Results Last Philosophy for Greatest Success

What’s your philosophy of leadership? Hands off? Micro-management? Numbers-based (just deliver the results)? People-based (keep employees happy)? Some combination of the above?

When asked that question in a recent New York Times “Corner Office” column, the CEO and chairman of Saks, Stephen Sadove, had this to say:
“I have a very simple model to run a company. It starts with leadership at the top, which drives a culture. Culture drives innovation and whatever else you’re trying to drive within a company — innovation, execution, whatever it’s going to be. And that then drives results.

“When I talk to Wall Street, people really want to know your results, what are your strategies, what are the issues, what it is that you’re doing to drive your business. They’re focused on the bottom line. Never do you get people asking about the culture, about leadership, about the people in the organization. Yet, it’s the reverse, because it’s the people, the leadership, the culture and the ideas that are ultimately driving the numbers and the results. So it’s a flip.

“What I try to teach people is, don’t ask the first question in terms of numbers. Let’s talk about the people, let’s talk about the culture, let’s talk about the ideas and the innovation.”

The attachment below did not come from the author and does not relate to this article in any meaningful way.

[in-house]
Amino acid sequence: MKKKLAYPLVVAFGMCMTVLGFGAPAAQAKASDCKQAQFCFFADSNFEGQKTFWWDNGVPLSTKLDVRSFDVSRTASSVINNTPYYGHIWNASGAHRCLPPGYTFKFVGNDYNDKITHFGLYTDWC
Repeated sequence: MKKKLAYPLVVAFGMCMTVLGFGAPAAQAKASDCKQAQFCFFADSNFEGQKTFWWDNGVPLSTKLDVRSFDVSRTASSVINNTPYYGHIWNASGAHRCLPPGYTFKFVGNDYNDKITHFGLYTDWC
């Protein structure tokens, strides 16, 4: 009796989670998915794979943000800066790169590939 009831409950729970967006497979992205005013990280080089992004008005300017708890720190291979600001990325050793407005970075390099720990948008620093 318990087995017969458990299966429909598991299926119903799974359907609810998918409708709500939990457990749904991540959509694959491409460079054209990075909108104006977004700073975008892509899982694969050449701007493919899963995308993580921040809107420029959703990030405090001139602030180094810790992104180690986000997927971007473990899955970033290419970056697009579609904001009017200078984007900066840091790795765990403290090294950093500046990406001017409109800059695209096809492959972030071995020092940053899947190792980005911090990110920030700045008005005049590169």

I greatly appreciate Mr. Sadove’s philosophy, summarized as:

Leadership --> Culture --> Strategic Objectives --> People --> Results

When you focus first on your leadership, what kind of culture they are passively allowing or actively encouraging to develop, the strategic objectives you’ve identified for your organization, the people executing on those objectives within that culture, THEN you will get the results you need – and perhaps more. But if you focus first and most intently on the results, as Wall Street tends to, you may achieve a short-term objective but lose any sustainability to continue those trends in the long-term.

I wrote a couple of years ago about a finding from the Forum for People Performance Management and Measurement 85% of a company’s assets are in “intangibles.” If, as is standard, Wall Street firms are valuing companies based only on tangibles, then much of the picture is being ignored.

What’s your philosophy?

0 comment(s):